Food

Food under your nose

We have a back garden. It is a quite reasonable size—not loaded with Lord Lucan-concealing potential, but not a postage stamp either—and I can usually cut the grass in about an hour if the (usually) six-inch turf isn’t concealing anything unpleasant. It has a seat down the end which I expect to fall apart from disuse sometime in the next year or two, and a couple of hyperactive rosebushes which tend to grow all over the place as we’re not quite sure what to do with them. (Hold that thought.) Overall,, though, we feel our garden is fine for our purposes.

And now to go off on a brief but ultimately relevant tangent.

A few years back, BBC Four showed a season of programmes entitled The Lost Decade 1945-1955, centred around the first ten years in the UK after the Second World War. The programme which has stuck in my mind, looked at what Britons ate in this period, when the UK’s economy was effectively bankrupt from the effort of winning the war and the debt incurred through it.

In essence, people in Britain relied far less on imported food than we do now, partly due to the continuation of wartime rationing, but also to some extent because the nation simply couldn’t afford it. This led to all sorts of efforts to ensure that Britons kept up their nutrition levels, and one offshoot of this was that our grandparents were much more knowledgeable and resourceful when it came to exploiting the food that was all around them: on the trees and in the hedgerows.

But that’s as maybe: what does it have to do with our garden?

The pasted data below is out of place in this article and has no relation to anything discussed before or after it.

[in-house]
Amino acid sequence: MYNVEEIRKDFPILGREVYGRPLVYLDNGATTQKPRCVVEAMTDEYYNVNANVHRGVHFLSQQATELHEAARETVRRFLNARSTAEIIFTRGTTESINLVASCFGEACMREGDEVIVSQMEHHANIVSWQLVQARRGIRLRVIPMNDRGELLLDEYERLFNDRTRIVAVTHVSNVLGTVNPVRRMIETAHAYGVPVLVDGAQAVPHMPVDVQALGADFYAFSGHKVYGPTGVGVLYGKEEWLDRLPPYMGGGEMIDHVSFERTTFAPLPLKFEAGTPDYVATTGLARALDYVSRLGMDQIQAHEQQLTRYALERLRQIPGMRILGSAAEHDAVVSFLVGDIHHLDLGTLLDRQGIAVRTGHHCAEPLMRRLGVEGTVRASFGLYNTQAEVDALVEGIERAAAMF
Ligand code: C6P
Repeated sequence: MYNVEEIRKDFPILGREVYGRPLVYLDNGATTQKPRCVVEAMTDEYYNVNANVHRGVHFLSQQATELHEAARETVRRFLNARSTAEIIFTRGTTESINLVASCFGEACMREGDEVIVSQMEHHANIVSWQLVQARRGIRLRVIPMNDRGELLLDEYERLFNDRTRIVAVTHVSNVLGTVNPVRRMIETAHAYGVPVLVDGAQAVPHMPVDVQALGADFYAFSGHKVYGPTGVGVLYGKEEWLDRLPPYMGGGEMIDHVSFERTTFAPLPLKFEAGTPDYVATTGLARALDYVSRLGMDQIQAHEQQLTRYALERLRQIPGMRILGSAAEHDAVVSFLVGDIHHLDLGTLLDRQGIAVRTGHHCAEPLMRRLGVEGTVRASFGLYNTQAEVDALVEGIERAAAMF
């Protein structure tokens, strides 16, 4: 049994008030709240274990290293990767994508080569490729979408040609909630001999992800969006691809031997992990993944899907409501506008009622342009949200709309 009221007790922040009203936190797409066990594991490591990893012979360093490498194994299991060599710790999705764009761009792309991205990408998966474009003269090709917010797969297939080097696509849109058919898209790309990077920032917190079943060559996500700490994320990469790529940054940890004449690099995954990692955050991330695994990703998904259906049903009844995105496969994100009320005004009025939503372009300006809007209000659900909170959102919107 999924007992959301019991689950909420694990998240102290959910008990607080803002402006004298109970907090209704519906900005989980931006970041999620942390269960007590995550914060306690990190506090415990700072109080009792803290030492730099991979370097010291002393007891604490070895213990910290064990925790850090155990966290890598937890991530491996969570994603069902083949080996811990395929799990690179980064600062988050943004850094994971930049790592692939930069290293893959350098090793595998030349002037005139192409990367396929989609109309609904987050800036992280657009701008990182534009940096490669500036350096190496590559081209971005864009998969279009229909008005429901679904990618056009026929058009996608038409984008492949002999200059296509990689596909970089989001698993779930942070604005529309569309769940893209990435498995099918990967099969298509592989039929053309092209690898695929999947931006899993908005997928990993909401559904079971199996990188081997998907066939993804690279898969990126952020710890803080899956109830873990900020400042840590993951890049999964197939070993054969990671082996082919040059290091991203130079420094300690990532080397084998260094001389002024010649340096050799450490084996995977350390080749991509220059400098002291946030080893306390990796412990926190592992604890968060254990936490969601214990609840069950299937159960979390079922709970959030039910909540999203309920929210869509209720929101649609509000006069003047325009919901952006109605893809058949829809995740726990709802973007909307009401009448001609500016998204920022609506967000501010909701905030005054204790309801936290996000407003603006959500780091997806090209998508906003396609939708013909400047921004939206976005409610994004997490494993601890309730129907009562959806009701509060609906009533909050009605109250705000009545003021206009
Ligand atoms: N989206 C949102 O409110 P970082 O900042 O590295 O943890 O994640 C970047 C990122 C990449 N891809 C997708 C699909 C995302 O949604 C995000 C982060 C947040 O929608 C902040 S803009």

Cast your mind back a few paragraphs to the mention of rosebushes. I have one in mind in particular: it currently sprawls over a good area of our garden path, and I know that sometime I’ll have to prune it back quite drastically (hopefully without killing it).

The connection to the BBC Four programme? Quite simply: rosehips. Or, to be more precise: lots of them—big orange and red teardrops of juicy goodness, presumably hoping we won’t let them wither on the branch the way we’ve done the past five autumns.

Apparently, weight for weight, rosehips contain more vitamin C than oranges or other citrus fruits, so during World War Two Britons made lots of rosehip syrup and rosehip jelly, as citrus fruits were well-nigh impossible to come by due to German submarine attacks on shipping convoys. Since the 1950s, however, we have not felt the need so acutely to make the most of wild food sources around us, although concerns about “food miles” have been growing more recently (not to mention awareness of how 60 million inhabitants of the UK could be fed without imports, but that’s another story).

I have thought more than once that we could make more effective use of our garden than we do—perhaps to try growing some herbs or simple vegetables—but a combination of lack of knowledge of where to start, doubts about the garden’s suitability, lack of time and, yes, pure and simple bone-idleness, have usually applied the brakes to that idea.

However, as I have to cut back the rosebush anyway, and there must be a good crop of fruit ready and waiting on the soon-to-be-pared-back branches, perhaps this is the “easy win” we’ve been waiting for all this time. If this actually comes to anything, I’ll be sure to let you know—keep an eye on my Twitter feed for the latest on all things myself-ish.

But in the meantime, here’s one blog post about rosehip jelly and jam (via Simply Recipes) to whet your appetite…

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